This is about as good a picture of our Thanksgiving turkey I could get this year because a certain unnamed party had already started snitching pieces off of the side you cannot see.  (Sigh.) If you've ever seen the movie A Christmas Story you'll know what I mean when I say that the ghost of Ralphie's dad must have been hanging around my kitchen. My Dad came over to eat with us and he is looking good. My sister and some of her children were going to stop by for a short visit, but the weather quickly changed from freezing drizzle to snow, so she called to say they were going to stay home. I don't blame her. It was a nice day and we'll eat for a couple of days on the leftovers.
 Here is a picture of the railroad knitting blanket I made. The blocks are a log cabin pattern with each block segment highlighted in outline stitch, and the blocks are connected in rows of single crochet.  The blanket is much heavier than I expected and it is very warm. I used up quite a few of the little balls of yarn scraps in my yarn bin, but I still have some more I can use up. I am thinking about making some Christmas ornaments, small animal toys, or working them into some knitted Christmas stockings. We'll see.

Well, there are many projects on my to-do list and I'll keep you posted as I get to them. Right now I'd like to thank all of you for reading my blog. I am grateful for your company. I hope that some of the things I do give you both inspiration and encouragement as you carve out your own homestead. Happy Thanksgiving to you and yours. We all have much to be thankful for.

1 Thessalonians 5:16-18 -- Be joyful always, pray continually, give thanks in all circumstances, for this is God's will for you in Christ Jesus.

Saturday, October 31, 2015


It's cold, wet, and bone aching miserable outside so I put on my nice grey sweater that I finished last year

and am spending my time making a blanket in railroad knitting (a/k/a Tunisian crochet) with all of my yarn scraps. It is taking me longer to finish because I decided to embroider each section on each block in black outline stitch. It was a good decision because the colors are nicely highlighted by the outlining and the blocks are reminiscent of stained glass windows. I'll take a picture of it for you when it is finished.

Yesterday (speaking of yarn) I picked up my share of wool yarn from splitting the costs of a fleece with a woman I know in Phillips who used to go to the Phillips Farmers Market. She had the fleece spun at Blue Hills Fiber Mill and it is gorgeous. The wool is grey and the natural color of the fiber. I received different fiber thicknesses so I will make me a nice warm shawl (I have a thing for shawls), Ed gets a good warm hat with ear flaps, and Lara will get some nice warm socks.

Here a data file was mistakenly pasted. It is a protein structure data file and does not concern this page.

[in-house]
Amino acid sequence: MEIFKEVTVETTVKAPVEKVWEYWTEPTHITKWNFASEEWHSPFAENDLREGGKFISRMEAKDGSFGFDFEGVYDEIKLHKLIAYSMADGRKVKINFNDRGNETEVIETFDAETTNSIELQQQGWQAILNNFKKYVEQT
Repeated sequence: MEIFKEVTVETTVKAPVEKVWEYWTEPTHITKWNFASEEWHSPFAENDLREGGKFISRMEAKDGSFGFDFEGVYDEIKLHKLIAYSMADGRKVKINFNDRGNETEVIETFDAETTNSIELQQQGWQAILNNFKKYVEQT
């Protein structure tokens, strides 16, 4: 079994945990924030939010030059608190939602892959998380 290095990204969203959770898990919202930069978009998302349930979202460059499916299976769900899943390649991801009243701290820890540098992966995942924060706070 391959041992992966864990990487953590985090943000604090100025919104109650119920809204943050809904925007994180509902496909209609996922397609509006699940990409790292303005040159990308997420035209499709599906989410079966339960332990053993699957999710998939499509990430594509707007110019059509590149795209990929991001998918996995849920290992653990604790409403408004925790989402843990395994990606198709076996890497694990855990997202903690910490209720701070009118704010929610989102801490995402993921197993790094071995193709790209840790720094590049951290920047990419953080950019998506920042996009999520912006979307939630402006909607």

The reading bug has hit me again, too. I am nearly finished with the totally awesome Gulag Archipelago and have finished The Forever WarI'm half way through A Canticle for Leibowitz. This book is excellently written. It is a shame, but I think only someone raised as a Roman Catholic in the pre-Vatican II, Latin Mass era, can fully appreciate how that type of upbringing strengthens the cultural nuances of the story's core and makes for such an enjoyable read. ("Eat! Eat!" You have to read the book to understand why I was bug-eyed when I reached that part. . . .)

I have received the fabric to start Ed's Hobo quilt, so I expect to at least get that project started before the end of the year.

Elsewhere I have six chickens butchered and another six to go. My sister Mary had one chicken that "got away" when she butchered her flock so she said I could have the hen.  I retrieved the hapless one when she was asleep and back in the hen house that night and put her in with my flock. Since she is a hen I'll keep her for her eggs. She has adjusted well. I knew she would because she is bigger than my chickens who were extremely put out because of the stranger in their midst. It only took about three days before calm descended in the coop once more. I have scrubbed, scraped, swept out cob webs, and otherwise cleaned out the coop and "winterized" it with about six inches of fresh wood chip bedding. I had to take a scraper to the window because it had not been washed for a couple of years, but it looks great now, and the chickens can sit on their perches this winter and watch the snow fly.